Minnesota has enshrined language into law guaranteeing the right to abortion for the first time in the state's 165-year history.
The law, known as the Protect Reproductive Options Act — PRO Act for short — was signed by Gov. Tim Walz Tuesday and went into effect immediately.
The fast-tracked legislation is the first in a series of proposals pushed by DFL-led government following the U.S. Supreme Court's ruling to overturn Roe v. Wade last June. Together, the bills would represent a substantial shift in what Minnesota's laws say about abortion.
The proposals face strong opposition from Republican legislators in the minority, who have pushed to add some regulations to the procedure in the third trimester.
Here are answers to frequently asked questions about the PRO Act, several other abortion bills moving at the Capitol and what they'd mean for abortion access in Minnesota:
What is Minnesota's current landscape for abortion access?
Minnesota has eight in-person abortion clinics and is one of the few states in the region that can take on patients since Roe's reversal. That's because in 1995, Minnesota's Supreme Court issued its own ruling affirming a constitutional right to privacy around decisions about abortion, similar to Roe. The state decision went a step further, allowing low-income women to use the state's Medical Assistance program to cover the costs of the procedure.
In July, a Ramsey County judge also struck down a handful of abortion regulations in state law, including a 24-hour waiting period, an informed consent requirement and two-parent notification for minors.
If there are already protections through the courts, why are Democrats moving to codify the right to abortion in law?
Minnesota Democrats say the reversal of Roe shows how judicial precedent can be undone by future judges. The PRO Act adds the right to abortion to state law as well, stating that every individual who becomes pregnant has a fundamental right "to continue the pregnancy and give birth, or obtain an abortion," according to the bill's language.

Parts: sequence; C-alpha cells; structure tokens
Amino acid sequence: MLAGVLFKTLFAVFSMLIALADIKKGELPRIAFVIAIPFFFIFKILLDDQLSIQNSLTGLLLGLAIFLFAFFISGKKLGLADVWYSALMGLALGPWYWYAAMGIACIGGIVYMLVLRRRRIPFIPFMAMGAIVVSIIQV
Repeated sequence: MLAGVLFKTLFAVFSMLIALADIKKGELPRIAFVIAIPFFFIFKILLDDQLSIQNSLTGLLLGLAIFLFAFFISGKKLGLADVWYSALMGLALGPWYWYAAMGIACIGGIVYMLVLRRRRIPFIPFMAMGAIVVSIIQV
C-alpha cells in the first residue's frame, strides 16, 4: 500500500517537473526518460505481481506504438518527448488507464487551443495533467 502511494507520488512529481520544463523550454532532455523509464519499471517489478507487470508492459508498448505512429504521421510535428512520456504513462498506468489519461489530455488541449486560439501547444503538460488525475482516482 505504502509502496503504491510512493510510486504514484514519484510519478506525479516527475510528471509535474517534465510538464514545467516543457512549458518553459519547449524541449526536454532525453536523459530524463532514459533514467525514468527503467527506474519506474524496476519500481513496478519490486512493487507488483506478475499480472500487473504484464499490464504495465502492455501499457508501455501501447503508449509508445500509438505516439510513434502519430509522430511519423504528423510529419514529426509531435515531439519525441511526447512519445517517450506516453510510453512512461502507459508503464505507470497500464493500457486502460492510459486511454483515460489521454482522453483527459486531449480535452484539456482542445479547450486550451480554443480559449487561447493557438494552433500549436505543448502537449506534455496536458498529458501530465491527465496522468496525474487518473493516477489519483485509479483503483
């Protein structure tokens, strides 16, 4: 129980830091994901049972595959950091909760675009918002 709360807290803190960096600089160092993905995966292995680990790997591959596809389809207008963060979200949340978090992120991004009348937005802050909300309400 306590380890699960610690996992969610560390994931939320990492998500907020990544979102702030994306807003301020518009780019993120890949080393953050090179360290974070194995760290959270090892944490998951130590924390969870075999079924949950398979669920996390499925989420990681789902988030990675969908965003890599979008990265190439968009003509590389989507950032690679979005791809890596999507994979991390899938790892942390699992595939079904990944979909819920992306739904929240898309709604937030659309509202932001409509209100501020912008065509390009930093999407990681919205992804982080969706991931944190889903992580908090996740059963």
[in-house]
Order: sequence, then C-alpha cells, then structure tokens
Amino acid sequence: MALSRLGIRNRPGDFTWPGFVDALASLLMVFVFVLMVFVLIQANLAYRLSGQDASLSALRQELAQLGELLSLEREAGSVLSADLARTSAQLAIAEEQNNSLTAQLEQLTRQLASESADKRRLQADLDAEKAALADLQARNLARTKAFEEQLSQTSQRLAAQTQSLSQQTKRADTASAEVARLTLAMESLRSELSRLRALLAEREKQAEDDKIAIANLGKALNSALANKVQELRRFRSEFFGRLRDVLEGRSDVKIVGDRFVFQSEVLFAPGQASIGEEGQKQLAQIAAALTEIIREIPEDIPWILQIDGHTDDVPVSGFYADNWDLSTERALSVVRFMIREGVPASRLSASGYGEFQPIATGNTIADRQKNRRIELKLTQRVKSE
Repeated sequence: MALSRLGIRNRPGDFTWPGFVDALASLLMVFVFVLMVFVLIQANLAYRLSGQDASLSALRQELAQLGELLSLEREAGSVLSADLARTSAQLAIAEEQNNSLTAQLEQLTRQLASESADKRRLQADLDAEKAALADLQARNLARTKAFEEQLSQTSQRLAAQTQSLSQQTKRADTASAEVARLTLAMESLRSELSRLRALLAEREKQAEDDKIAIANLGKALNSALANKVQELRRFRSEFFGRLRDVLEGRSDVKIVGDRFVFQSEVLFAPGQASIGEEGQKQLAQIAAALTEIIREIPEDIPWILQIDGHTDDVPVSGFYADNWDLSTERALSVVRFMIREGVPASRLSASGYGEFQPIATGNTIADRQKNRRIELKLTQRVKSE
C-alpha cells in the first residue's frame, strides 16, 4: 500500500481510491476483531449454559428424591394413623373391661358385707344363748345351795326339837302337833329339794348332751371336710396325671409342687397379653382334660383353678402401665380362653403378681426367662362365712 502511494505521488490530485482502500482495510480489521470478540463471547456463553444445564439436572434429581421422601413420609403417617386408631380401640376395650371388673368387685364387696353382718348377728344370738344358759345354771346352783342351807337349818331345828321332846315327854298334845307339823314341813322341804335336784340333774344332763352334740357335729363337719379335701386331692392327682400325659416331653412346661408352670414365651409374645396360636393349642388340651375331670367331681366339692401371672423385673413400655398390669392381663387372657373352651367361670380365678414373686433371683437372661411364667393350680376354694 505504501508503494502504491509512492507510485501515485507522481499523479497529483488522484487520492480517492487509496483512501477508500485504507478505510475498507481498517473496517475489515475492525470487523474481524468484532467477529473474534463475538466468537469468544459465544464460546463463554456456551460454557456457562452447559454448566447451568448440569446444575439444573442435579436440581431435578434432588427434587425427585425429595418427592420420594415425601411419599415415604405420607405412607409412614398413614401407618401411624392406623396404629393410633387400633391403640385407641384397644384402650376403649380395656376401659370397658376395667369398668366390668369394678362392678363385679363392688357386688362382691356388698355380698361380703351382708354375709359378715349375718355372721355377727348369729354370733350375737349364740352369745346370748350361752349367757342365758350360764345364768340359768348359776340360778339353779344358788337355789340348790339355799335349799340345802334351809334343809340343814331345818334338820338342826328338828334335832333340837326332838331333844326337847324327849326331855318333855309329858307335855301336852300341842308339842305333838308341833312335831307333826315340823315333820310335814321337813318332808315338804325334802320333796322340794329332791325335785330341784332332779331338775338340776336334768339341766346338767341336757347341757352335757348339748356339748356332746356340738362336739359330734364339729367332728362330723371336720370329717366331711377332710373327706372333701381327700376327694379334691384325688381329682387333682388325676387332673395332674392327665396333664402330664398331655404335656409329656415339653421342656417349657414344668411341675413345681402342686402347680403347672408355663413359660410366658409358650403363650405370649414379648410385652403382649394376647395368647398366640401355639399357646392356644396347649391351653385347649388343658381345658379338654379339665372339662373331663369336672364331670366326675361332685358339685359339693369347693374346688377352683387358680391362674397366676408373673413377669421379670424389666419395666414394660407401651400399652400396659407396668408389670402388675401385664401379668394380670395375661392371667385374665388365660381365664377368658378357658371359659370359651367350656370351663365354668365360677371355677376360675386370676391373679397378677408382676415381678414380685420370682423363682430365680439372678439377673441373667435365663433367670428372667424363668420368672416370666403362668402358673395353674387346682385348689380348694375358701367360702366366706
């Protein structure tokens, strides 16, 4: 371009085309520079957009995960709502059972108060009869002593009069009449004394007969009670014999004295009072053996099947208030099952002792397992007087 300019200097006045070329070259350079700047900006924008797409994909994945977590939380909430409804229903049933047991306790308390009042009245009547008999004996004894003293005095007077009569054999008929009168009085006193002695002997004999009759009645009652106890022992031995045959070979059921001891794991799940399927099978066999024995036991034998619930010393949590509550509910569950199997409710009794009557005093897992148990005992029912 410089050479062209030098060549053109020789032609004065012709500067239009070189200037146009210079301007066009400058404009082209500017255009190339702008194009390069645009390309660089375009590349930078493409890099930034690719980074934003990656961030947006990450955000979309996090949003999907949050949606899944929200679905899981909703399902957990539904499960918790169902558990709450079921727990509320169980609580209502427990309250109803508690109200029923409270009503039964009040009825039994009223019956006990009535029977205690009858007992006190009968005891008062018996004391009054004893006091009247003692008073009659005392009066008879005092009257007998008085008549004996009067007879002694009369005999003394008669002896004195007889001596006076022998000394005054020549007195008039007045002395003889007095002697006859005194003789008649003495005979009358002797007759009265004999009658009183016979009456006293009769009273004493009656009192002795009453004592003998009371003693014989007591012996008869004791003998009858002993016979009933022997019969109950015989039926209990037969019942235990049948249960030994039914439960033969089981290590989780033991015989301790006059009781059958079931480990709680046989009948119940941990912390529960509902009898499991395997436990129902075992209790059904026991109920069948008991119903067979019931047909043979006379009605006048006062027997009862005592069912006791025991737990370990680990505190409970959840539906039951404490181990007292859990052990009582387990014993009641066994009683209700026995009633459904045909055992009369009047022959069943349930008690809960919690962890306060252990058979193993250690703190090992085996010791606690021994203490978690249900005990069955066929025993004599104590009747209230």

The legislation also protects rights to contraception, sterilization, family planning and counseling, while prohibiting local governments from enacting their own ordinances to restrict access to abortion.
Couldn't a future governor and Legislature change the law?
Yes. Opponents of the bill could take control of the governor's office and both houses of the Minnesota Legislature and move to repeal that law in the future. That's why some DFL lawmakers have said they'd support asking voters if they want to also amend the state Constitution to add abortion protections. Because Democrats control both chambers of the Legislature, they could put an abortion-related amendment on the ballot in 2024 with a simple majority vote. No constitutional amendments have been introduced at the Capitol yet.
What do opponents say about the new law?
Abortion opponents say the PRO Act is extreme and would make Minnesota an outlier because it doesn't include restrictions on abortions at any point in pregnancy. Republicans in the Legislature unsuccessfully tried to amend the bill to add restrictions on third-trimester abortions, with exceptions for rape and incest and when the life of the mother is in danger. They also tried to require that abortions in the third trimester be performed in a hospital.